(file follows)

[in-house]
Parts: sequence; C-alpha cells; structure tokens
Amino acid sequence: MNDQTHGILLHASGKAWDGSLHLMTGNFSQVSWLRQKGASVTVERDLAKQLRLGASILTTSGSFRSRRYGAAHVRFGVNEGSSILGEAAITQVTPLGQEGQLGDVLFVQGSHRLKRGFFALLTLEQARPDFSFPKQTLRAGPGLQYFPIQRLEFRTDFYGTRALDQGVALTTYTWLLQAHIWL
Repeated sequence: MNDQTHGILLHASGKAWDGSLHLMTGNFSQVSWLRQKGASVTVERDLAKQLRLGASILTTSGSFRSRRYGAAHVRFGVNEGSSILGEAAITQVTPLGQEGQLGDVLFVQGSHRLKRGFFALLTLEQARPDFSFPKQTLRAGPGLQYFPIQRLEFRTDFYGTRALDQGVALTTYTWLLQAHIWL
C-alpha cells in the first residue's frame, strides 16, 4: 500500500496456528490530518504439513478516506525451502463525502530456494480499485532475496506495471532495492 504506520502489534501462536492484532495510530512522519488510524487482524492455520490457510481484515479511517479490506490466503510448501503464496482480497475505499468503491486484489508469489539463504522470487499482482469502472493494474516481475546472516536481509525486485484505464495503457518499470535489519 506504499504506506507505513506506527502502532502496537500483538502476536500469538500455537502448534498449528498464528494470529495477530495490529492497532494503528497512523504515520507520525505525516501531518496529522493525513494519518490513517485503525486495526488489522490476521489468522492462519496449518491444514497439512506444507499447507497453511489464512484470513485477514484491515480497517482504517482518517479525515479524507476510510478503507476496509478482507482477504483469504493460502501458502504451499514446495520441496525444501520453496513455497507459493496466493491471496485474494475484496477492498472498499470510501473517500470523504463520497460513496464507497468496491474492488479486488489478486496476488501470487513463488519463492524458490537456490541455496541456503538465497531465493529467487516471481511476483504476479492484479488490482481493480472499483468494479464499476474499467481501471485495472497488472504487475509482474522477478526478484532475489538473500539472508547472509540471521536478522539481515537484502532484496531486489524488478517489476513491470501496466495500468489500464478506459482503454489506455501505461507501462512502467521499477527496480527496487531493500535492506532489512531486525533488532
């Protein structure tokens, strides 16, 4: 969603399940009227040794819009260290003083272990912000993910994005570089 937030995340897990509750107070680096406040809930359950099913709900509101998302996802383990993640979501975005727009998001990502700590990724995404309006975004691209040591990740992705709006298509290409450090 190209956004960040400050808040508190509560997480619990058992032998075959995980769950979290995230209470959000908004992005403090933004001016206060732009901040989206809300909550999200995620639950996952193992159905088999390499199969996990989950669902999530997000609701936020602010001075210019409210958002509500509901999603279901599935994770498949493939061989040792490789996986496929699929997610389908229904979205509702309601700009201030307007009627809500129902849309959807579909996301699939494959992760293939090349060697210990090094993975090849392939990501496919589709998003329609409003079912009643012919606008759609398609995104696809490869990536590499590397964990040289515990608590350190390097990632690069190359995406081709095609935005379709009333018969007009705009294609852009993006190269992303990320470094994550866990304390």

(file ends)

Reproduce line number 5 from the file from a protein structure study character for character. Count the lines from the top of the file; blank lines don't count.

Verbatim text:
C-alpha cells in the first residue's frame, strides 16, 4: 500500500496456528490530518504439513478516506525451502463525502530456494480499485532475496506495471532495492 504506520502489534501462536492484532495510530512522519488510524487482524492455520490457510481484515479511517479490506490466503510448501503464496482480497475505499468503491486484489508469489539463504522470487499482482469502472493494474516481475546472516536481509525486485484505464495503457518499470535489519 506504499504506506507505513506506527502502532502496537500483538502476536500469538500455537502448534498449528498464528494470529495477530495490529492497532494503528497512523504515520507520525505525516501531518496529522493525513494519518490513517485503525486495526488489522490476521489468522492462519496449518491444514497439512506444507499447507497453511489464512484470513485477514484491515480497517482504517482518517479525515479524507476510510478503507476496509478482507482477504483469504493460502501458502504451499514446495520441496525444501520453496513455497507459493496466493491471496485474494475484496477492498472498499470510501473517500470523504463520497460513496464507497468496491474492488479486488489478486496476488501470487513463488519463492524458490537456490541455496541456503538465497531465493529467487516471481511476483504476479492484479488490482481493480472499483468494479464499476474499467481501471485495472497488472504487475509482474522477478526478484532475489538473500539472508547472509540471521536478522539481515537484502532484496531486489524488478517489476513491470501496466495500468489500464478506459482503454489506455501505461507501462512502467521499477527496480527496487531493500535492506532489512531486525533488532